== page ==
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Bottom Bonanza

 

Back in the days when the Genesee pond was open to the public for fishing, there was a very real chance of tagging a huge walleye. There were never a lot of walleye to be caught, three in a day would be considered outstanding fishing but wow, that one walleye would usually be on the plus side of six pounds with some approaching 10. The non-stop pike action kept things busy in between walleye bites. We found that the best way to catch these walleye was to find a good piece of water and sink a bait to the bottom and wait them out.

Genesee pond

Genesee pond when it was open to the public for fishing

In time we came up with a system that involved threading on an egg sinker, followed by a bead, then a swivel, a couple feet of line, a small corkie or other float, and a hook with a frozen minnow for bait. I'd cast the rig out, let it sink to the bottom, reel it back a few feet to straighten the rig out, and then flip the bail to let the line go slack. Yep, that's right. That way if a walleye bit, I'd see the slack line jump and start snaking into the water. I'd pick up the rod and wait for the weight of the fish to load up the tip and set the hook on a walleye or pike. The small float I attached on the end next to the hook kept the minnow just above bottom, out of snags and in the direct line of sight of feeding fish. I never did break my 10 pound walleye at the pond, but I came pretty darn close, catching two that pushed nine pounds.

This rig has been one of my favourites to pull out on light biting fish. I've even used it on tricky pothole trout, but instead of a minnow, I use a worm. The goal is to have something tasty for the fish to see in a place where they expect food to be, on or near the bottom.

Many angler have enjoyed great on-going success working the bottom and there are a number of ways to do this. The obvious one is to drop a jig tipped with bait (where legal) down to the bottom and wait for the inevitable bite. Jigs are very, very effective and one of my absolute favourite jig techniques, which works on walleye, pike, and trout is the slow drag. That is, cast the jig out from the shallow side out to deeper water and very slowly drag it back to the boat. It will take a good dose of faith to start fishing this way, but after landing the first few trout, walleye, or pike, the confidence will come.

Jigs are very, very effective

Jigs are very, very effective

What you're looking for is not a hard strike, but rather, a feeling of getting hung up in the weeds. Feel this or anything unnatural and set the hook. I used a little black jig, my favourite colour, and completely undressed the local Lower Kananaskis bull trout population. They couldn't lay off the dragged jig and considering the fish averaged 24 to 30 inches, with my largest pushing 31 inches, it was one of the more fantastic days I've had on the water.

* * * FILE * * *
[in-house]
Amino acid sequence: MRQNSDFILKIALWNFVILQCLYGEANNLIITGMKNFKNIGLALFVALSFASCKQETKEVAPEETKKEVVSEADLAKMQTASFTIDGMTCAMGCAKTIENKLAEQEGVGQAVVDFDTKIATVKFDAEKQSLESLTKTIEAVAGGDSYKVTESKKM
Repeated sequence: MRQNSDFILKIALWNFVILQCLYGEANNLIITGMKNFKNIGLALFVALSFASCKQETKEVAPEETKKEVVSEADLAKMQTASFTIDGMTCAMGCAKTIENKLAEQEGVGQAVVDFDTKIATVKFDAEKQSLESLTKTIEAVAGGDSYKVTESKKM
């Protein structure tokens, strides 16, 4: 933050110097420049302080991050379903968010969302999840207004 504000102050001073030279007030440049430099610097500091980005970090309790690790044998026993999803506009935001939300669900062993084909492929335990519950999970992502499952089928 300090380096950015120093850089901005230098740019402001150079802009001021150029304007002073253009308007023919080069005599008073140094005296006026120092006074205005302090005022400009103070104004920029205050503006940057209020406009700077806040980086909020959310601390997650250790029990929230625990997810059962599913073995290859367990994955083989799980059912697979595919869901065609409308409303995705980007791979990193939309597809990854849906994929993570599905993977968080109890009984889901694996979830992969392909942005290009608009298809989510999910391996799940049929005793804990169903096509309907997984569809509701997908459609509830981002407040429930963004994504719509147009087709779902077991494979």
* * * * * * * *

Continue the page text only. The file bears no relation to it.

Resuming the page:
One of the more fantastic days I've had on the water.

One of the more fantastic days I've had on the water.

As stated earlier there are than one way to fish the bottom the next technique has to be an all time favourite. While it is a staple in the walleye fisherman's tool kit, the bottom bouncer has not achieved much cross species fame. It seems anglers that chase trout with flies are intrigued to catch walleye or pike with flies but the angler that catches walleye with a bottom bouncer and spinner rig, just doesn't seem to want to use this set up for trout. This rig catches all manner of trout; however, it is with Lakers that the bottom bouncer rig truly shines.

The bottom bouncer has not achieved much cross species fame.

It is with Lakers that the bottom bouncer rig truly shines

Taking a step back, the bottom bouncer rig is a model of simplicity and effectiveness all packed into one. For one, a two to three ounce bottom bouncer gets you to the bottom pronto where I know that I'm definitively fishing in the strike zone. Two, the bottom bouncer will tick over all manner of substrate and telegraph this information up the line, so I know if I'm running my rig over rocks or mud and such. And three, the bottom bouncer is virtually snag free, allowing me to work the best piece of water, presenting my stuff giving me a greater chance for success.

The bottom bouncer rig is a model of simplicity and effectiveness The bottom bouncer is virtually snag free, allowing greater chance for success.

The bottom bouncer is virtually snag free, allowing greater chance for success.

Now back to Lakers. Take a bottom bouncer, tie on four feet of 10 to 14 pound test and a flutter spoon. A whole host of manufacturers make flutter spoons so I won't go into a ton of detail on brand name. The flutter spoon is very thin and when pulled it will twirl and flash at the slowest of pace. This gives me ultimate flexibility when trolling. I can troll fast and catch aggressive Lakers, or dial it down to a crawl and cash in on the neutral fish.

Now back to Lakers.

Now back to Lakers.

What seems to matter more with Laker fishing is the depth. In Pyramid Lake in Jasper National Park, early in the season I'll be catching Lakers in the top 20 feet of water, but as the heat of the summer sets in I'll have to move down to 40 feet. Similarly, when I fished Davin Lake in northern Saskatchewan, the Lakers were often over structure 80 to 100 feet down and with the bottom bouncers we could get our rigs down with no problem.

What seems to matter more with Laker fishing is the depth.

What seems to matter more with Laker fishing is the depth.

A lot of fish relate to the bottom and finding ways to get a lure, fly, or bait down to them is a sure way to increase your chances. Try a new way or two to fish the bottom and I'm certain you'll be catching more fish because of it.